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Centuries-Old Sculpture of 'Elite Woman' Discovered in Mexican Citrus Field

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By Tim Binnall

Farmers working in a Mexican orchard were stunned to discover a rather sizeable sculpture of what experts say was likely a powerful female figure from centuries ago. The remarkable find was reportedly made on New Year's Day in the community of Hidalgo Amajac. Officials with the country's Institute of Anthropology and History were subsequently made aware of the surprising discovery and dispatched a team of experts to examine the odd piece.

It was determined that the limestone sculpture, which measures approximately six-and-a-half feet tall, appears to date back to the late Mesoamerican Postclassic period of around 500 years ago. Archaeologists say that the woman depicted in the piece was likely of the ruling class in light of the elaborate headdress she can be seen wearing. The sculpture itself also sported a spiked bottom, which indicates that it was meant to be displayed standing upright with its base stuck into the ground.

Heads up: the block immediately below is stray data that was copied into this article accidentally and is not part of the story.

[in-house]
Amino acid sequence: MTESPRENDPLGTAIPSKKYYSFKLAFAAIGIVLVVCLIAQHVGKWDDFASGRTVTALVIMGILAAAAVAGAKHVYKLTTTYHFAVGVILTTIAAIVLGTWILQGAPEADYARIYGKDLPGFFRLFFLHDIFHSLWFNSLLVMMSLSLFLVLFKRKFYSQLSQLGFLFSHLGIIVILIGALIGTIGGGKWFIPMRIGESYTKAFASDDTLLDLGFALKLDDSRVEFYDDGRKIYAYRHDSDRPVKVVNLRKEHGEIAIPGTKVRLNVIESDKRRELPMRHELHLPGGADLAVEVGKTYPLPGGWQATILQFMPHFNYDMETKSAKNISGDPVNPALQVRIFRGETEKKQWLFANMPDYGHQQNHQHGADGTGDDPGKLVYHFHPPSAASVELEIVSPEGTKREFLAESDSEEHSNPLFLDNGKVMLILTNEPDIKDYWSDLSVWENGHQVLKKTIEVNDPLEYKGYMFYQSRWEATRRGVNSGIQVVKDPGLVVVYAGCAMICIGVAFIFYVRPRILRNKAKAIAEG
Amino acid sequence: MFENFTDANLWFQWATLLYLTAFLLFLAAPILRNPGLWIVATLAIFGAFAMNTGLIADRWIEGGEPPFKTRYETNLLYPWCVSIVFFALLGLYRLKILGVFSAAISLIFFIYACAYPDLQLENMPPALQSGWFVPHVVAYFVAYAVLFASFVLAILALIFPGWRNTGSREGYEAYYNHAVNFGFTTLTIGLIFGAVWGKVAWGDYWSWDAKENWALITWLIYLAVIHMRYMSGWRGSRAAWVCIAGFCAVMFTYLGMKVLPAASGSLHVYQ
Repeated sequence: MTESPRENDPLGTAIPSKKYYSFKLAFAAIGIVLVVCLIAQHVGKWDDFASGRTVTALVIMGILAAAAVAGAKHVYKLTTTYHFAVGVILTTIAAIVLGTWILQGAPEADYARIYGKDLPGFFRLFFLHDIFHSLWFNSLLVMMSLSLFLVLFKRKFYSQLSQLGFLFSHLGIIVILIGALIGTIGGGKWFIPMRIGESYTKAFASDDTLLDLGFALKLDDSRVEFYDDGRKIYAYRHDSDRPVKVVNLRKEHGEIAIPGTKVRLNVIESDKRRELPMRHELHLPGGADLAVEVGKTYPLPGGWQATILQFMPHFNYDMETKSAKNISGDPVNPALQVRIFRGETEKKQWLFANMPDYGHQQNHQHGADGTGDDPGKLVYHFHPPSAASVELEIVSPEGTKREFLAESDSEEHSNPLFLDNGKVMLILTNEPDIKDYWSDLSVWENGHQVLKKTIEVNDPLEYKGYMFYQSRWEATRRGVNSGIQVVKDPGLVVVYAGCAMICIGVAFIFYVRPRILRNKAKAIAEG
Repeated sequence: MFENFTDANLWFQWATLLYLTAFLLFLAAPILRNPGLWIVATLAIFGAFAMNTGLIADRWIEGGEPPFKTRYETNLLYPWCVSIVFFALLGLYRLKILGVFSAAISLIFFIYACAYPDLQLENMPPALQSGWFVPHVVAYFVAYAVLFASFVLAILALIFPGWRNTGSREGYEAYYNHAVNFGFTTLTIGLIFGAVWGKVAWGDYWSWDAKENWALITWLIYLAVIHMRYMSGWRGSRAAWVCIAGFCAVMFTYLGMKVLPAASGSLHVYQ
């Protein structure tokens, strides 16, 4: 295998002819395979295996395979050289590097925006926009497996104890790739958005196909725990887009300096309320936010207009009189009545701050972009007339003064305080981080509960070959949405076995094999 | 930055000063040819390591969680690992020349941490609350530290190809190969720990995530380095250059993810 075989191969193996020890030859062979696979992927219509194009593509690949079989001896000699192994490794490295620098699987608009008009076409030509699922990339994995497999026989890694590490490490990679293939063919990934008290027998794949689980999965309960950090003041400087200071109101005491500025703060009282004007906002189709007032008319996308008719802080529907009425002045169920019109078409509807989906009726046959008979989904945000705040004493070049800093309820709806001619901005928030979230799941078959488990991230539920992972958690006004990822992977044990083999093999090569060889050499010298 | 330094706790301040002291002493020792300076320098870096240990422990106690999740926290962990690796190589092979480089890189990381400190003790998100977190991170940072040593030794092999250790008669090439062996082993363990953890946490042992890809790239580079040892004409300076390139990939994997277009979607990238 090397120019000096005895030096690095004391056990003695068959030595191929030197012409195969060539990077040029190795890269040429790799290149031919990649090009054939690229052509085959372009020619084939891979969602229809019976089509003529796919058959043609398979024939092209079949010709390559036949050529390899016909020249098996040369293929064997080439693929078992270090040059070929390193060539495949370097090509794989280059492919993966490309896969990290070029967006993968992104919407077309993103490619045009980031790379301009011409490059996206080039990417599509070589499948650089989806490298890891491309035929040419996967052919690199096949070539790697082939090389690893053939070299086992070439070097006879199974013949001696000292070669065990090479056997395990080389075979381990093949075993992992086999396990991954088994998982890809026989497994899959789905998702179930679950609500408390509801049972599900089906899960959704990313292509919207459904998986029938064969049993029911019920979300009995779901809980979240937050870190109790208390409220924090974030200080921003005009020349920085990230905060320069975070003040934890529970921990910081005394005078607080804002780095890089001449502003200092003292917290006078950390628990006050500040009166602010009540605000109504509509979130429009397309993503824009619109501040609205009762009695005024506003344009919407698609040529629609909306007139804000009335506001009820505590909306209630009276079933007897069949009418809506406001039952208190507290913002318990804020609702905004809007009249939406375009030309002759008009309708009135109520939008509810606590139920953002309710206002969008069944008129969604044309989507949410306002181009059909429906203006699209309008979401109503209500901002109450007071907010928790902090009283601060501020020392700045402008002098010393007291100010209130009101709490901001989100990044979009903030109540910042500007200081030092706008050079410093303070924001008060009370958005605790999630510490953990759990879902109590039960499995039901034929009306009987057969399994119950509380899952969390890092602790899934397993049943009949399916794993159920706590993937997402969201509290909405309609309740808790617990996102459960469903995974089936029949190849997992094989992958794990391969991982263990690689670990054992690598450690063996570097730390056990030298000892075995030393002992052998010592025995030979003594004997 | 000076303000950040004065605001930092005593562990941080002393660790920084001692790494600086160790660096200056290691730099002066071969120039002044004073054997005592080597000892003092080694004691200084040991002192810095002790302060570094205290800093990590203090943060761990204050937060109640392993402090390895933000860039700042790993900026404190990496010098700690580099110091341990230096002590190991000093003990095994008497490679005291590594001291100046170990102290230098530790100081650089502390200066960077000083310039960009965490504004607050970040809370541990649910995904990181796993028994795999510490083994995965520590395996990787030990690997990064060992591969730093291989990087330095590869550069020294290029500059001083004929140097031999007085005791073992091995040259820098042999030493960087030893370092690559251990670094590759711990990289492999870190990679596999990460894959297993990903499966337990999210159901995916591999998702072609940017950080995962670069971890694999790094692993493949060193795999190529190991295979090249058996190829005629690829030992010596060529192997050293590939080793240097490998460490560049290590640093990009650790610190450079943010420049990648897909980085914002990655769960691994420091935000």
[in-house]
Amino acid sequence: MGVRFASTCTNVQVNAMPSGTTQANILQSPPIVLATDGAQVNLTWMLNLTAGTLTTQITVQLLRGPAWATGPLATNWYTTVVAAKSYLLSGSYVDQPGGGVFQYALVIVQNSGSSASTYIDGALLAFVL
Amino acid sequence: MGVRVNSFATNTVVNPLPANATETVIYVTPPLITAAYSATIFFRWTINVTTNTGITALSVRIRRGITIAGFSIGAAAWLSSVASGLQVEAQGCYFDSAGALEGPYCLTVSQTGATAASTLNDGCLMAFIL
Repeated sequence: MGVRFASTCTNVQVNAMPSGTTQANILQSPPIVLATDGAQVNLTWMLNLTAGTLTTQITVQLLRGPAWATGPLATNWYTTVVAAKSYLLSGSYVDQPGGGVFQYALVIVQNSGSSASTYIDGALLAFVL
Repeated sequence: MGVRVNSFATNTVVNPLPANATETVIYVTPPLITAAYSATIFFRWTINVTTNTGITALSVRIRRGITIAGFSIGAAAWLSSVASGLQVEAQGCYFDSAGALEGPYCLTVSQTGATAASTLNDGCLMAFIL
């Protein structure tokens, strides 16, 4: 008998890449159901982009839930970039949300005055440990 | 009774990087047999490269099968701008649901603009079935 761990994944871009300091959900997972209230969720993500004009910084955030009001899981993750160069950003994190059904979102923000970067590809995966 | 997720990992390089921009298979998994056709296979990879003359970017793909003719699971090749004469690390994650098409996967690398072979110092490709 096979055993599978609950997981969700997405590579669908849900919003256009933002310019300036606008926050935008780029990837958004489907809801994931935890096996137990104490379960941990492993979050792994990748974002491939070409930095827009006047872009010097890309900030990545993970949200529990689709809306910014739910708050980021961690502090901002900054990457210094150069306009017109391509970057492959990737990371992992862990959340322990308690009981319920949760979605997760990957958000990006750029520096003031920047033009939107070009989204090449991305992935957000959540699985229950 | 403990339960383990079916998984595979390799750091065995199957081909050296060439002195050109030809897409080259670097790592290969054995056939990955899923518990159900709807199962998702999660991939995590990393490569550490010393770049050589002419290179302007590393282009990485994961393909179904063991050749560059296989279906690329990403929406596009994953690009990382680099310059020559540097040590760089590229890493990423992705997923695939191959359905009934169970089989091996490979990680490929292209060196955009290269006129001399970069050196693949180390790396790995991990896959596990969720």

The intriguing statue may lead to further insights as experts enlisted to look at the puzzling piece discovered that it actually sat within "a hitherto unknown, but extensive archaeological site." As such, researchers hope to revisit the location in search of additional historical artifacts as well as continue studying the mysterious sculpture. The latter task, however, may take some time to accomplish as the farmers who found the piece have so far opted to hold onto it for themselves pending negotiations with officials regarding where it will ultimately reside.

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